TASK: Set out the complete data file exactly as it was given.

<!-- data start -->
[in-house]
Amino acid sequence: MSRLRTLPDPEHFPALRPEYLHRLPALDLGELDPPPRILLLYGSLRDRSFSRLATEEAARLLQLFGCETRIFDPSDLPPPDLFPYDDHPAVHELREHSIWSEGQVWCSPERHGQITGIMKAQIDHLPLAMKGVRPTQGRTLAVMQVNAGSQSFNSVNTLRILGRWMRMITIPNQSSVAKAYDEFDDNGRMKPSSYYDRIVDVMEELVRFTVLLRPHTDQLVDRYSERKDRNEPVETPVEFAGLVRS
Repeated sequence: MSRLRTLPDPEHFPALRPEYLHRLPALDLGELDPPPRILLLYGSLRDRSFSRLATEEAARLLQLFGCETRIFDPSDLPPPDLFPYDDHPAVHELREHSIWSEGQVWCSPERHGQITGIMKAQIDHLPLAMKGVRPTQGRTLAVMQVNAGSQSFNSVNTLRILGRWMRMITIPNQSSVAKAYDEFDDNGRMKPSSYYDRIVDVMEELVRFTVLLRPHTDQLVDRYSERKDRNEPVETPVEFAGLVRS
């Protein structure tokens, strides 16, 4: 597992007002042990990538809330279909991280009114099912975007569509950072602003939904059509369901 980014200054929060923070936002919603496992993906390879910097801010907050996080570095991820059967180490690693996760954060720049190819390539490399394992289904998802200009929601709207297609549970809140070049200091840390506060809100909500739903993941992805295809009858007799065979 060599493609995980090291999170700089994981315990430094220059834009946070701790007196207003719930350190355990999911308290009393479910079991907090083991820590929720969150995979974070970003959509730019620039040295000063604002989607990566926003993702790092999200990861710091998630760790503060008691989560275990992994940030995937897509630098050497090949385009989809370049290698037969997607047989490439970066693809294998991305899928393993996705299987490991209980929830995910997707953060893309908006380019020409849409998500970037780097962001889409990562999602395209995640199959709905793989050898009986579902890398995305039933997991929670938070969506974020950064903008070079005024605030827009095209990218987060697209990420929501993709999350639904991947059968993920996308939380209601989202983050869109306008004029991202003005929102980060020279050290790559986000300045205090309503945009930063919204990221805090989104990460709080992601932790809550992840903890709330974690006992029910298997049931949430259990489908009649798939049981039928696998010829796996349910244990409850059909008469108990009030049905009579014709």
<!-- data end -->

[in-house]
Amino acid sequence: MSRLRTLPDPEHFPALRPEYLHRLPALDLGELDPPPRILLLYGSLRDRSFSRLATEEAARLLQLFGCETRIFDPSDLPPPDLFPYDDHPAVHELREHSIWSEGQVWCSPERHGQITGIMKAQIDHLPLAMKGVRPTQGRTLAVMQVNAGSQSFNSVNTLRILGRWMRMITIPNQSSVAKAYDEFDDNGRMKPSSYYDRIVDVMEELVRFTVLLRPHTDQLVDRYSERKDRNEPVETPVEFAGLVRS
Repeated sequence: MSRLRTLPDPEHFPALRPEYLHRLPALDLGELDPPPRILLLYGSLRDRSFSRLATEEAARLLQLFGCETRIFDPSDLPPPDLFPYDDHPAVHELREHSIWSEGQVWCSPERHGQITGIMKAQIDHLPLAMKGVRPTQGRTLAVMQVNAGSQSFNSVNTLRILGRWMRMITIPNQSSVAKAYDEFDDNGRMKPSSYYDRIVDVMEELVRFTVLLRPHTDQLVDRYSERKDRNEPVETPVEFAGLVRS
């Protein structure tokens, strides 16, 4: 597992007002042990990538809330279909991280009114099912975007569509950072602003939904059509369901 980014200054929060923070936002919603496992993906390879910097801010907050996080570095991820059967180490690693996760954060720049190819390539490399394992289904998802200009929601709207297609549970809140070049200091840390506060809100909500739903993941992805295809009858007799065979 060599493609995980090291999170700089994981315990430094220059834009946070701790007196207003719930350190355990999911308290009393479910079991907090083991820590929720969150995979974070970003959509730019620039040295000063604002989607990566926003993702790092999200990861710091998630760790503060008691989560275990992994940030995937897509630098050497090949385009989809370049290698037969997607047989490439970066693809294998991305899928393993996705299987490991209980929830995910997707953060893309908006380019020409849409998500970037780097962001889409990562999602395209995640199959709905793989050898009986579902890398995305039933997991929670938070969506974020950064903008070079005024605030827009095209990218987060697209990420929501993709999350639904991947059968993920996308939380209601989202983050869109306008004029991202003005929102980060020279050290790559986000300045205090309503945009930063919204990221805090989104990460709080992601932790809550992840903890709330974690006992029910298997049931949430259990489908009649798939049981039928696998010829796996349910244990409850059909008469108990009030049905009579014709």